A recent review article in the European journal Seizure, by researchers at University of Cincinnati Epilepsy Center at the UC Gardner Neuroscience Institute, looks at the stress-seizure relationship and how adopting stress reduction techniques may provide benefit as a low risk form of treatment.

The relationship between stress and seizures has been well documented over the last 50 years. It has been noted that stress can not only increase seizure susceptibility and in rare cases a form of reflex epilepsy, but also increase the risk of the development of epilepsy, especially when stressors are severe, prolonged, or experienced early in life.

“Studies to date have looked at the relationship from many angles,” says Michael Privitera, MD, director of the UC Epilepsy Center and professor in the Department of Neurology and Rehabilitation Medicine at the UC College of Medicine. “The earliest studies from the 1980s were primarily diaries of patients who described experiencing more seizures on ‘high-stress days’ than on ‘low-stress days.'”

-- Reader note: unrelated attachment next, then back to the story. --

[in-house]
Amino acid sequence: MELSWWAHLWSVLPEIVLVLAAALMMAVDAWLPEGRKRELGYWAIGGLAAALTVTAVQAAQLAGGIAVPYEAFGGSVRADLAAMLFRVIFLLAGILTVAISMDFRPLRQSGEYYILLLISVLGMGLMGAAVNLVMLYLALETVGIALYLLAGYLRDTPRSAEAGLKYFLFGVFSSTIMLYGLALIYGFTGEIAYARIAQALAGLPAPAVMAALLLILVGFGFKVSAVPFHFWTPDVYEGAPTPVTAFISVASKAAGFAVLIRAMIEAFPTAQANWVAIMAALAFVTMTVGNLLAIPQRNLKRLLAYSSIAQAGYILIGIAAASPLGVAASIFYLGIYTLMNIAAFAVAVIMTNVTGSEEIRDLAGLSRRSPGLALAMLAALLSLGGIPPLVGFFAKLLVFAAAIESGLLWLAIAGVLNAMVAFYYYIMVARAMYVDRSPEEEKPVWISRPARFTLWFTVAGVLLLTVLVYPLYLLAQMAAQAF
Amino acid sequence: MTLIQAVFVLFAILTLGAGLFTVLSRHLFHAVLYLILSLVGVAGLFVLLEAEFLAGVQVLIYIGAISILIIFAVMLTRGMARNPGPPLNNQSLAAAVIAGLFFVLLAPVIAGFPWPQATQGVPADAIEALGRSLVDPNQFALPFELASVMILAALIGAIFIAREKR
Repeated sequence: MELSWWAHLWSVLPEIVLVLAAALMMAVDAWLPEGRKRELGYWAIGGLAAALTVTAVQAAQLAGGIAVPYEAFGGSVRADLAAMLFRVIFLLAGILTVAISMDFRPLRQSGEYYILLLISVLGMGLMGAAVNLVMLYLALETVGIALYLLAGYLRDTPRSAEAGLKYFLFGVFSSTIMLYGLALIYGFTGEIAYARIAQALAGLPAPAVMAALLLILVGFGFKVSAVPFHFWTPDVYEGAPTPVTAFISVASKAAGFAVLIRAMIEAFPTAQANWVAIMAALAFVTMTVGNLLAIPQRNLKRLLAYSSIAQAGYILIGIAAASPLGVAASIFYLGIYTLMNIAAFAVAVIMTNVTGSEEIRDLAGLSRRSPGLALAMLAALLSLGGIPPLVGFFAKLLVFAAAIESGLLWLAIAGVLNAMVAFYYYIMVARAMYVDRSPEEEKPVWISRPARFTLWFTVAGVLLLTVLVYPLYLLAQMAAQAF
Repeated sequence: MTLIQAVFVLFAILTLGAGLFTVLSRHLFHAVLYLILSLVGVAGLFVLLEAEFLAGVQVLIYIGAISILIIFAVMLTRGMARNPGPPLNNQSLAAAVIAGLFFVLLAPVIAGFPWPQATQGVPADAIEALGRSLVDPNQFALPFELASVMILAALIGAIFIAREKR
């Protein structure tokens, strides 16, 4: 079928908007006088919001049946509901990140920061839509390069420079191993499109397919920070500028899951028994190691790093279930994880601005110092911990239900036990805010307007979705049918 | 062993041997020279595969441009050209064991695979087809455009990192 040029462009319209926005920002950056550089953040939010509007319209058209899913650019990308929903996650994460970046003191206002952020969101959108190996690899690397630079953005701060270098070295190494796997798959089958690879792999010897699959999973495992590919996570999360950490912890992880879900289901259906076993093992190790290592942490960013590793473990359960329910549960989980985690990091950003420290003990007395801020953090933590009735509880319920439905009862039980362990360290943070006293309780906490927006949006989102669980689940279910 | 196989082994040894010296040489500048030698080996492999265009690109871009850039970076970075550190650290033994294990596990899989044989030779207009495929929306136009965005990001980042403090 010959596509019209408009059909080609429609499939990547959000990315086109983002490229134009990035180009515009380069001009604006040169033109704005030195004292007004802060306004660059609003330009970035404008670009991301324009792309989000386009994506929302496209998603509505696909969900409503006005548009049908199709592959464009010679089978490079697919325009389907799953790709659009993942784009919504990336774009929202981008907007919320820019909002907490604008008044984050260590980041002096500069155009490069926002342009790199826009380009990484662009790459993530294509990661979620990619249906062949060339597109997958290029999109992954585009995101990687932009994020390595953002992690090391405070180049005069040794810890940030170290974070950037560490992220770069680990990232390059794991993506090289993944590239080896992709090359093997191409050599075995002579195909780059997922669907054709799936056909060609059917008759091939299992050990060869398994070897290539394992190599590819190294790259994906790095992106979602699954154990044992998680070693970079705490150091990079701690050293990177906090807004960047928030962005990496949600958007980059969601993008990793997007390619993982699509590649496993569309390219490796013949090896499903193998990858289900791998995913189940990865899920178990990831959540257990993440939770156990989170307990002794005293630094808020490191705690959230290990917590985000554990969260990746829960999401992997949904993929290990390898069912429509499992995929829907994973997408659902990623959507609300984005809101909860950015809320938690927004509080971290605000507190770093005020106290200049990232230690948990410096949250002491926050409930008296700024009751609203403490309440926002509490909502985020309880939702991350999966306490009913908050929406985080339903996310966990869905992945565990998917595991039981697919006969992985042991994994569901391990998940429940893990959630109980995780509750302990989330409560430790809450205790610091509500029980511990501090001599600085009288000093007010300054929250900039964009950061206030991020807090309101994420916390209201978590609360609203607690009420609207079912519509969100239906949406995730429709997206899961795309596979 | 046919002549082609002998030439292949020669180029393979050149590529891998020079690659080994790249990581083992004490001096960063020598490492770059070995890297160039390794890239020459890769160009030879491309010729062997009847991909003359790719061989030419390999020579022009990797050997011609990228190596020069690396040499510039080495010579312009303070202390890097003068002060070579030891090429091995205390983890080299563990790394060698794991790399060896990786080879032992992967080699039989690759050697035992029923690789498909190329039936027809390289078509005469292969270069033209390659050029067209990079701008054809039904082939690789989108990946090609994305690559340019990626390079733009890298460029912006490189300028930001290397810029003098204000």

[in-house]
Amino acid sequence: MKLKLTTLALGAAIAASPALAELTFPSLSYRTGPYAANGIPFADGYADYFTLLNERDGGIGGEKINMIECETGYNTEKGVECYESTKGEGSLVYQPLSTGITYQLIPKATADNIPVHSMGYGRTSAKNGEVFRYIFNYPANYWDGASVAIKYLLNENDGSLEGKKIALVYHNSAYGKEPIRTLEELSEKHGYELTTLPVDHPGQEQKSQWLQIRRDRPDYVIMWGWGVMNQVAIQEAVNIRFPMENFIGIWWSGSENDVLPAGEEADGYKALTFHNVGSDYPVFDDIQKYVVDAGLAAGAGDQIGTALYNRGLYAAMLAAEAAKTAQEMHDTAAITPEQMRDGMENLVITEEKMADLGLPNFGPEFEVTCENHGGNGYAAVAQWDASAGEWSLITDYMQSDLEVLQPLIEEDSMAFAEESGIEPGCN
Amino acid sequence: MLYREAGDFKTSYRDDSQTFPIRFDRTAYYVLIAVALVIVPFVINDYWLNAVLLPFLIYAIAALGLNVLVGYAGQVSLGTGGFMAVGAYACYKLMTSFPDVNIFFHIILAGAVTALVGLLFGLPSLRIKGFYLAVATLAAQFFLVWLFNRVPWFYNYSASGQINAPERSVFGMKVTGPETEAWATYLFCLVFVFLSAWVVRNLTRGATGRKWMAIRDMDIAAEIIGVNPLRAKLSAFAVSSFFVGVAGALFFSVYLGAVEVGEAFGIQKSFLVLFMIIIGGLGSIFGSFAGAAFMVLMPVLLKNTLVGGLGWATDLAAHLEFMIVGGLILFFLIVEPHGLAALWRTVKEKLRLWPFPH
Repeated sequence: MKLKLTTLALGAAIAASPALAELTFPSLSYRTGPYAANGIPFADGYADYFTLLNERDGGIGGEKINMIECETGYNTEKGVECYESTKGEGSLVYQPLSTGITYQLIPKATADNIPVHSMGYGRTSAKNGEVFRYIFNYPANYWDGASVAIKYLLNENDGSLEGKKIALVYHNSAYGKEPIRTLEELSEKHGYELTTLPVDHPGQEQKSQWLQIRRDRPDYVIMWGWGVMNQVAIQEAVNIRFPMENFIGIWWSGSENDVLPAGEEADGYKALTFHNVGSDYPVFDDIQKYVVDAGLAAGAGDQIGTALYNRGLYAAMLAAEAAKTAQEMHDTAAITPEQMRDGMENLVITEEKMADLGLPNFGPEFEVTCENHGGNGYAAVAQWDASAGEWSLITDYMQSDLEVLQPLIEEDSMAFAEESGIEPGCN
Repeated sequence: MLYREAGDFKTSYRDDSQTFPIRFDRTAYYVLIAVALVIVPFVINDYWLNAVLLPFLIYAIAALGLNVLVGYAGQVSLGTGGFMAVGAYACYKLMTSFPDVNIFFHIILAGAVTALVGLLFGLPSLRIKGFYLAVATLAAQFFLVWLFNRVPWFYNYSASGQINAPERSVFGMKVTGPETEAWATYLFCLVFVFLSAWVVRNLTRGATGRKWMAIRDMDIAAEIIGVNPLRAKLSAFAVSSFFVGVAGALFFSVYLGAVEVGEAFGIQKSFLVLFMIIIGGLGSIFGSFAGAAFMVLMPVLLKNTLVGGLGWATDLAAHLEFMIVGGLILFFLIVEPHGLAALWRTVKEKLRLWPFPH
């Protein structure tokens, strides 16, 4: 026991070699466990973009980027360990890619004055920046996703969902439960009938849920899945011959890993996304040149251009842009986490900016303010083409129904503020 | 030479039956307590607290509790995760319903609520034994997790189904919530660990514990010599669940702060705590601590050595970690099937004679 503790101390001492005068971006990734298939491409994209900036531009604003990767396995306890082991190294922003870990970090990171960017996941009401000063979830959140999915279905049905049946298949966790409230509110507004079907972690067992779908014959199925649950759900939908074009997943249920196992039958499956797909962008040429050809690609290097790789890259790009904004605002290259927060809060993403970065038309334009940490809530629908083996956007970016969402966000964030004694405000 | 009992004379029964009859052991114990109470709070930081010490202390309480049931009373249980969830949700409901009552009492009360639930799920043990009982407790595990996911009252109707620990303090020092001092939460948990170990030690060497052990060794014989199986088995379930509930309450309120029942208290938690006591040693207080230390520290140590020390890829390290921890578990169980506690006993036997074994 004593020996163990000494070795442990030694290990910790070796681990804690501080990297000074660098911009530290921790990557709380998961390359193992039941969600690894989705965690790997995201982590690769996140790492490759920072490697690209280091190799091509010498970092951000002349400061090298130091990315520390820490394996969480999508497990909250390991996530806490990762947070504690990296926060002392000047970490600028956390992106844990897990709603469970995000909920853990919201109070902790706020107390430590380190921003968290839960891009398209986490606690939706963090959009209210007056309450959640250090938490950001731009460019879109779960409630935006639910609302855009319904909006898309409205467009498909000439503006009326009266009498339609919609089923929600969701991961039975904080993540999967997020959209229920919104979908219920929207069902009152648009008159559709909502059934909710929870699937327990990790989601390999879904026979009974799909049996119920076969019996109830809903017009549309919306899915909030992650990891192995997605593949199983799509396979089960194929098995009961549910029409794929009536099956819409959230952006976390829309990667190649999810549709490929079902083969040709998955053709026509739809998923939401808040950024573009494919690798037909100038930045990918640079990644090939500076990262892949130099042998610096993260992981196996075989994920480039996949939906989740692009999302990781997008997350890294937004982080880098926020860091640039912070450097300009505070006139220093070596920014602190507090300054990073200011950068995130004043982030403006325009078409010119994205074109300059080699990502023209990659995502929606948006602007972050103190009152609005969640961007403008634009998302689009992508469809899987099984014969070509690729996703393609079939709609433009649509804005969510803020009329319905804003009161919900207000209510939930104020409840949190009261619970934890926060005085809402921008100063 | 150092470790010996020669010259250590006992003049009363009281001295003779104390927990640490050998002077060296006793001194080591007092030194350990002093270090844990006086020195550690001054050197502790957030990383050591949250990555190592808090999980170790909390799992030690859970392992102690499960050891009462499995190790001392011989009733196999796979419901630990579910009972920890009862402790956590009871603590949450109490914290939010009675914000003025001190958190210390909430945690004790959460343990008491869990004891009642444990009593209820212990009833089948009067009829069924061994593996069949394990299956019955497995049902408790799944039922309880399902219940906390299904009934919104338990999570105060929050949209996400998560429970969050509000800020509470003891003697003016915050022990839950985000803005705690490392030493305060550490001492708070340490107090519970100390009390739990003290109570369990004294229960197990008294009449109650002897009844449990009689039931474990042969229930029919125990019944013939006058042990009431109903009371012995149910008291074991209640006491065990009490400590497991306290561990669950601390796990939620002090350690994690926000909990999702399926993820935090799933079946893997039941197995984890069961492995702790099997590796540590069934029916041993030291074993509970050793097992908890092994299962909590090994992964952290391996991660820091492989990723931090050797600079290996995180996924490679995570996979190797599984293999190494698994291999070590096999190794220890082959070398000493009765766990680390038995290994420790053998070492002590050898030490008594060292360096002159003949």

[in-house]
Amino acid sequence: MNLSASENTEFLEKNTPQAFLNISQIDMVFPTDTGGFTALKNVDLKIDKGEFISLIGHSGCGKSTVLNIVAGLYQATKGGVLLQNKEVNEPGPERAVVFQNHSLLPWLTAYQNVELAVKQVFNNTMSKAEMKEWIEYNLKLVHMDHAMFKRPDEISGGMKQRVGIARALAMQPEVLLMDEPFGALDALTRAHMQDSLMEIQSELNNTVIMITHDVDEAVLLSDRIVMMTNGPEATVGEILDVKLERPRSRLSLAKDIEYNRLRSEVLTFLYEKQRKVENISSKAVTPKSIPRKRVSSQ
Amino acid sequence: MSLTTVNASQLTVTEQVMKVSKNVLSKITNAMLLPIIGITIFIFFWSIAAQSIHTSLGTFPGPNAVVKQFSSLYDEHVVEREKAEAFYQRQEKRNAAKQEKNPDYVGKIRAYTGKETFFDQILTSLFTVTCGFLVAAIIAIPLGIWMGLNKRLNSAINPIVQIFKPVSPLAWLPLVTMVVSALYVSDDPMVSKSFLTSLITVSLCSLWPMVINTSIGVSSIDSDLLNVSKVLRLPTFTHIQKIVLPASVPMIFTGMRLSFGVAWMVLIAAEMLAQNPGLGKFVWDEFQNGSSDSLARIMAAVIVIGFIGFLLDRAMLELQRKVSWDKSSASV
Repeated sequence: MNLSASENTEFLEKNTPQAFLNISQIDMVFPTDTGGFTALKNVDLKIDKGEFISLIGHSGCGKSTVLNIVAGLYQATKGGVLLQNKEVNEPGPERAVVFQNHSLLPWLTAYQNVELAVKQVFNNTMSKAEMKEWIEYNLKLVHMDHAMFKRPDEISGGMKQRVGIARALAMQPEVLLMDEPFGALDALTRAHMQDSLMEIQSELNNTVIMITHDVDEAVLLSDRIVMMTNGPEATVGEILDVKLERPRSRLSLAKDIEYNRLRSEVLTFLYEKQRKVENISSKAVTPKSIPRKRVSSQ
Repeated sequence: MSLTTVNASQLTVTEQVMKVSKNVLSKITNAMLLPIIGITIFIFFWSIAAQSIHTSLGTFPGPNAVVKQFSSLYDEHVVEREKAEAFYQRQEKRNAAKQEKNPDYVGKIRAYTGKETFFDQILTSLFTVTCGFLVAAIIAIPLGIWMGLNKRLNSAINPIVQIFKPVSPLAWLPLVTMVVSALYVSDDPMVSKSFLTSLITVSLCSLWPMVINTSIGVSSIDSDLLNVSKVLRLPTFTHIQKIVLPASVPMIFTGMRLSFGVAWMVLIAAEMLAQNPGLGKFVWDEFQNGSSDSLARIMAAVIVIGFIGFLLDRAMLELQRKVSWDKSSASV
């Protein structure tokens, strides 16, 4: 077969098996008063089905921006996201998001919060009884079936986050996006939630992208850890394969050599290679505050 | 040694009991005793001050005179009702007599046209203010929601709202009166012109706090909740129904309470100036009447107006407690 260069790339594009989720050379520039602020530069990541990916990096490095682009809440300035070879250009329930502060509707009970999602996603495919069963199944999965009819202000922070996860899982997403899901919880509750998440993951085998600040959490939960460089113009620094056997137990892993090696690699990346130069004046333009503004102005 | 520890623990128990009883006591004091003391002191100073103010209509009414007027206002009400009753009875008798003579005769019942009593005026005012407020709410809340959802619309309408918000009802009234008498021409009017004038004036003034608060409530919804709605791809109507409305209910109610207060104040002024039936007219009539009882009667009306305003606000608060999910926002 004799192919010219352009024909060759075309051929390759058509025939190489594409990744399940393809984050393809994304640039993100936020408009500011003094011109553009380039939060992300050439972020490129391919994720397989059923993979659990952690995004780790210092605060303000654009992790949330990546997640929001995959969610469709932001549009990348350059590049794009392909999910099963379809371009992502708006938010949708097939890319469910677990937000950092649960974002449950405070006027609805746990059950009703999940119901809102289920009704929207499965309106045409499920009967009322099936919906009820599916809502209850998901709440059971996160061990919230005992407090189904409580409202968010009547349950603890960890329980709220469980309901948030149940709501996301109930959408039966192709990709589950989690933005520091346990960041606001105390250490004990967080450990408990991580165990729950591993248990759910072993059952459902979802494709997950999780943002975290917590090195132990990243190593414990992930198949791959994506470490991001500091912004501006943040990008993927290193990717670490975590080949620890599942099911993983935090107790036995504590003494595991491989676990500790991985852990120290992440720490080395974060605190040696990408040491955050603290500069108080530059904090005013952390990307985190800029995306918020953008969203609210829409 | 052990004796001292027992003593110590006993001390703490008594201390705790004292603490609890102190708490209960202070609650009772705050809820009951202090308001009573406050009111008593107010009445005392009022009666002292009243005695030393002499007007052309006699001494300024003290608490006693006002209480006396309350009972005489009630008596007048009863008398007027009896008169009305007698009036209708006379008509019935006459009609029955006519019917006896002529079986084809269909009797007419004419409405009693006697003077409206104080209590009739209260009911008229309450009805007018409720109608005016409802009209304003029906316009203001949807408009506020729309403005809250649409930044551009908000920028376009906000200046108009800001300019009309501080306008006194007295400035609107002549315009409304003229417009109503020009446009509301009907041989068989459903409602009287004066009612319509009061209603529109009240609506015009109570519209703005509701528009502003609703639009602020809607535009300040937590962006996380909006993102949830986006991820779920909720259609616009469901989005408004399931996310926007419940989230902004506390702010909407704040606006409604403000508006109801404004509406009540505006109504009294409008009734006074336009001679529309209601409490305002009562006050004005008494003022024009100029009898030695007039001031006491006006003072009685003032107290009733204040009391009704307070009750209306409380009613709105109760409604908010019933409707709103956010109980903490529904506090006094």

Privitera and Heather McKee, MD, an assistant professor in the Department of Neurology and Rehabilitation Medicine, looked at 21 studies from the 1980s to present–from patients who kept diaries of stress levels and correlation of seizure frequency, to tracking seizures after major life events, to fMRI studies that looked at responses to stressful verbal/auditory stimuli.

“Most all [of these studies] show increases in seizure frequency after high-stress events. Studies have also followed populations who have collectively experienced stressful events, such as the effects of war, trauma or natural disaster, or the death of a loved one,” says Privitera. All of which found increased seizure risk during such a time of stress.

For example, a 2002 study evaluated the occurrence of epileptic seizures during the war in Croatia in the early 1990s. Children from war-affected areas had epileptic seizures more often than children not affected by the war. Additionally, the 10-year follow up showed that patients who had their first epileptic seizure during a time of stress were more likely to have controlled epilepsy or even be off medication years later.